How the Americans with Disabilities Act Impacts Website Development - accessiBe

The Americans with Disabilities Act (ADA) is legislation passed by the U.S. Congress in 1990 and signed into law by George H.W. Bush on July 26 of that year, that prohibits discrimination against individuals with disabilities in all areas of public life, including jobs, schools, transportation, and all places that are open to the general public. It also applies to private employers with more than 15 employees, according to accessiBe.

Title I of the ADA deals with employment, stating that employers cannot discriminate against a qualified individual with a disability and that individuals with a disability must be provided “reasonable accommodations” as long as they do not create an “undue hardship” for the employer.

What are the requirements of ADA compliance for website development? 

The standards for accessibility of web content address design, development, and management issues. The goal is to make websites accessible to more people rather than turning specific disabilities into second-class conditions.

To be ADA compliant for website development, you must adhere to the guidelines set forth by section 508, which are as follows:

  • Content must be perceivable, understandable, and operable by people with a wide range of disabilities.
  • Content must be presentable to the user in ways determined by the user’s disability.
  • Users must access content through different technologies based on their needs (i.e., text browsers).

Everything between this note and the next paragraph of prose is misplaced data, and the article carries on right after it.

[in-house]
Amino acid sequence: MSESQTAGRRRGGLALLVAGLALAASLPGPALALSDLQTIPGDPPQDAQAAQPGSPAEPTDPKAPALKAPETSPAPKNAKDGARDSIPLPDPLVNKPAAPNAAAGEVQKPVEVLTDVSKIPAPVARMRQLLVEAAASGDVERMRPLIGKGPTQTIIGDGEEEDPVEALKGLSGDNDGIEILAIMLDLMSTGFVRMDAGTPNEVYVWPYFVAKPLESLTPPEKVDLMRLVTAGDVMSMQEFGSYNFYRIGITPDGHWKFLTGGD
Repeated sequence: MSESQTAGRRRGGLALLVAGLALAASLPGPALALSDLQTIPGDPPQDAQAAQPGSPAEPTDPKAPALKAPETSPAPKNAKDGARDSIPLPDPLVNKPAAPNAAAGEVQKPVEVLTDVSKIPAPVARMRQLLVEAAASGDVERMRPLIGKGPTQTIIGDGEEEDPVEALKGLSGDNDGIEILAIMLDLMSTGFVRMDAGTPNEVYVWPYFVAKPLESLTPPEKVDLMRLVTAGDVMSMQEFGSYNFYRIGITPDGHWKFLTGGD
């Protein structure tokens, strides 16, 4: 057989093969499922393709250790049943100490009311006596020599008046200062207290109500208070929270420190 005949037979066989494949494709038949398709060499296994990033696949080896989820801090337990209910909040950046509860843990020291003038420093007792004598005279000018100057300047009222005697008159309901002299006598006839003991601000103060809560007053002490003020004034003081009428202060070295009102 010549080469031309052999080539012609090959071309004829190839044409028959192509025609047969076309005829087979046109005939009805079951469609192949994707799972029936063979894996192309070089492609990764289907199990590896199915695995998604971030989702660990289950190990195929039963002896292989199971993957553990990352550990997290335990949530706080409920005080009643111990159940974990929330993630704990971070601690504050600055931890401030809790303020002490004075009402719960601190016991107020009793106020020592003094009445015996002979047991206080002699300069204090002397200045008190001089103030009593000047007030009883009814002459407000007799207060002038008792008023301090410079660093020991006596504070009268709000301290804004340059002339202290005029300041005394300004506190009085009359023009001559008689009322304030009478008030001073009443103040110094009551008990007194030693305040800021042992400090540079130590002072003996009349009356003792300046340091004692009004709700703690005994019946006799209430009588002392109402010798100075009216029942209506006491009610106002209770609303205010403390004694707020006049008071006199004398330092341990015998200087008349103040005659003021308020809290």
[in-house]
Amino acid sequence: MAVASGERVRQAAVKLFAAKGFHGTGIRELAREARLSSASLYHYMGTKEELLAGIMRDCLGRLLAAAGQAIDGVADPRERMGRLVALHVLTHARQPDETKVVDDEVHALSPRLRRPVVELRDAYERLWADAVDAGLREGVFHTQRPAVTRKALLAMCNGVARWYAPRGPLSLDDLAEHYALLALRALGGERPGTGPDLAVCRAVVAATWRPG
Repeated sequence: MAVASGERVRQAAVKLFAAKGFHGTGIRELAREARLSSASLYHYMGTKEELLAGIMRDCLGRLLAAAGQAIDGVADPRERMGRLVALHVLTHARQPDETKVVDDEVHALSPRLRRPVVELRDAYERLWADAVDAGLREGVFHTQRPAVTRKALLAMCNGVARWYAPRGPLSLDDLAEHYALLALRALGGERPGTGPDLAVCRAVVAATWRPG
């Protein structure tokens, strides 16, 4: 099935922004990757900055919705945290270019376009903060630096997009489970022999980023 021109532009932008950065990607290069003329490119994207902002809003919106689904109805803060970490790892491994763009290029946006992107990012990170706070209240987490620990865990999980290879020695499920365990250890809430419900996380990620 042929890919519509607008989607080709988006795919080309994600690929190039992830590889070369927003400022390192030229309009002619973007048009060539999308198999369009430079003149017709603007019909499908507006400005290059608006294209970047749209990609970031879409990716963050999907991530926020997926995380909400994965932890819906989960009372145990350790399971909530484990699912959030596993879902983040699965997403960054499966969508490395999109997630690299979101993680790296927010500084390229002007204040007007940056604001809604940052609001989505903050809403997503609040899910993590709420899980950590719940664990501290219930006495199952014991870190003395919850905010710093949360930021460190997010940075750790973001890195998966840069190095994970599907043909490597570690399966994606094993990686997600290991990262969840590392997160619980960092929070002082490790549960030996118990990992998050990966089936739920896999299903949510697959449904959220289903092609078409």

• If the answer is yes to all three questions, your site is considered ADA compliant for website development. If it is no, you must revise your site to meet the requirements of section 508. Sites that are not ADA compliant will be deemed non-compliant and given thirty days to correct any problems found before sanctions begin.

How much will it cost to make your website ADA compliant, and is it worth the investment?

The costs of making a website ADA compliant vary greatly depending on the size and scope of your development project. If you simply add alt-text to your images or implement accessible forms, it can be done for near-zero cost. However, if you are rethinking the structure of your site, it could become costly.

Generally speaking, however, websites that use tagging and semantic markup will benefit from website development that directly addresses these issues, ultimately reducing the time needed to implement changes. In other words, the investment you make now in creating a better site design can pay off later by reducing future costs.

In terms of whether it’s worth it or not, if you are already obligated to be ADA compliant for website development, the question is moot. If you are not obligated, it will depend on your bottom line and how much priority you place on being accessible.

How do I know if my website is ADA compliant?

Unfortunately, this question does not have an easy answer. It requires that you or your developer develop a set of guidelines that are followed to determine compliance, which can be subjective at times, but more on that later. 

There are several ways to check the accessibility of your website. One is to go through the evaluation process outlined in Section 508. This can be time-consuming and not necessarily comprehensive, but it may be worth looking into if you are an organization.

Another method would be to hire someone specializing in auditing websites for ADA compliance issues. Unfortunately, some companies do nothing but review websites for accessibility issues. It can cost anywhere from $3,000 to $10,000 to have someone review your site, depending on its size and the severity of problems found.